By Erik Kirschbaum BERLIN (Reuters) - German cinema was once the ugly duckling at the Berlin Film Festival — only a handful of home-made films were grudgingly allowed in the program.
But the Berlinale has become a showcase for the German industry in the nine years since Dieter Kosslick took over from Moritz de Hadeln, a Swiss national who was loathed by German filmmakers for most of his 22-year reign.
Kosslick, an unabashed fan of German productions, had led the country’s top film subsidy board and has now helped revive German cinema with his shameless cheerleading. It was a risky move for one of the world’s top festivals.
Seven of the 26 films in this year’s main selection were made by German filmmakers or with German money — such as Roman Polanski’s thriller “The Ghost Writer” about an ex British prime minister that was filmed in Berlin and the Babelsberg studio.
Other top films with German directing or financing include “The Robber” about an Austrian marathon runner who robs banks; “Jew Suss - Rise and Fall” about Nazi Joseph Goebbels; “Shahada” about Muslims in Germany and “The Hunter” set in Iran.
“It’s become a tradition of ours to put German films back in the program,” Kosslick told Reuters. “It’s been great. German films have to be promoted. It’s really paid off. It was a bit audacious at first. But it’s no big deal anymore.”
It has certainly been a big deal for German filmmakers, who had complained bitterly about past neglect. German films have won several Berlin Gold and Silver Bear awards since 2002.
“It’s become a home for German films again,” said Doris Doerrie, whose comedy “Die Friseuse” about an overweight hairdresser appeared in a sidebar competition and has drawn rave reviews. It was also sold to foreign territories.
“It’s a great honor to have a film here again,” added Doerrie. There are 80 German films of the 392 in the festival.
Benjamin Heisenberg, the German director of the German- Austrian co-production “The Robber,” said younger filmmakers are going into all genres — and beyond the earlier focus on dark, dreary auteur films.
“German cinema is in great shape,” said Heisenberg. “There’s all kinds of genres now, not just art house. It’s a new era.”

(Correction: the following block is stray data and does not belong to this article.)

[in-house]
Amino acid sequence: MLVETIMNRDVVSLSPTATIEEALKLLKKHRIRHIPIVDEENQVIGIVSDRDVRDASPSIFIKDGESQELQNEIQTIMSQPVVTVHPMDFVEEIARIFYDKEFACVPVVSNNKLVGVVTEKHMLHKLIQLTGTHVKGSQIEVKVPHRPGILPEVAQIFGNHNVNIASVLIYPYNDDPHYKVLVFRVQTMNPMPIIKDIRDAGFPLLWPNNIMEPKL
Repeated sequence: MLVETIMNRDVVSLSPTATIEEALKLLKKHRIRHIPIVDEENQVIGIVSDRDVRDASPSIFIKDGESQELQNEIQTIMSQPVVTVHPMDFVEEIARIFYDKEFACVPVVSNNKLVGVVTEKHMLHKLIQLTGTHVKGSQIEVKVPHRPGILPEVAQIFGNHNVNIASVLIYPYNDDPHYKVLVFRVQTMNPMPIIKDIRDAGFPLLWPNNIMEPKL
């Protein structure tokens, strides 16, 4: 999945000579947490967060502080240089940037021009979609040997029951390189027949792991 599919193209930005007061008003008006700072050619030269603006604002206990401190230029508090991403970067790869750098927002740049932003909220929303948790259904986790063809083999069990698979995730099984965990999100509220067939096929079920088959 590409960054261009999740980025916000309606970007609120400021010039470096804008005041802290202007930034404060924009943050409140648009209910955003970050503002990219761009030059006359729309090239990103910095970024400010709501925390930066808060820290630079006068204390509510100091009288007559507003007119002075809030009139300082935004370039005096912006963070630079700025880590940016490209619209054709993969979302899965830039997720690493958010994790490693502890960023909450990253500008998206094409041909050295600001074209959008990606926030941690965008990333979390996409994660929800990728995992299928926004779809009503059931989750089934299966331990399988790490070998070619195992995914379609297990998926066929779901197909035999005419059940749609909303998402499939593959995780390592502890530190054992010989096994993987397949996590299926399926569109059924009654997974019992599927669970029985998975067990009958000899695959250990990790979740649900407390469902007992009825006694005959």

A self-imposed taboo on dramas about the Nazi era has disappeared in the wake of the commercial and critical success of “Downfall,” about Hitler’s final days. Before that frightened German filmmakers made a wide detour around the Nazi past.
“Jud Suss,” a drama about Hitler’s propaganda minister Goebbels, would have been unthinkable a decade ago. This year it is one of the most eagerly awaited German films in the festival.
The confidence from the Berlinale has spread across the country. German filmmakers had a record-breaking year in 2009.
Even though Hollywood films still dominate Germany and many other territories, German films got 27.4 percent of the domestic box office, beating the previous best of 26.6 percent in 2008.
Films made in Germany have also had a strong run at other festivals and with awards. Kate Winslet won an Academy Award for best actress and other honours for “The Reader,” filmed at Babelsberg and across Germany with German financial backing.
Munich-born Austrian director Michael Haneke’s drama “The White Ribbon,” filmed and backed in Germany, won the 2009 Palm d’Or for best film in Cannes and two Oscar nominations.
And Quentin Tarantino’s “Inglourious Basterds” was filmed at Babelsberg with heavy local backing. It won eight Academy Award nominations and had world box office of over $300 million.
The support comes from a German Federal Film Fund (DFFF) launched in 2007. The fund has spent 178 million euros on films, providing up to 20 percent of their budget.
That has led to 1.1 billion euros being invested in 300 films in Germany since 2007. Besides the DFFF, there is another 250 million euros available in other state film board subsidies.
“There was a time when the Berlinale happened without German films,” said German Chancellor Angela Merkel in a podcast on Saturday as the Berlinale opened. “That’s changed now.
“It used to be said that German films were artistic achievements but difficult to sell,” she added. “That was the trademark of German films. But that’s changed completely now.”
(Additional reporting by Matthias Baehr, editing by Paul Casciato)
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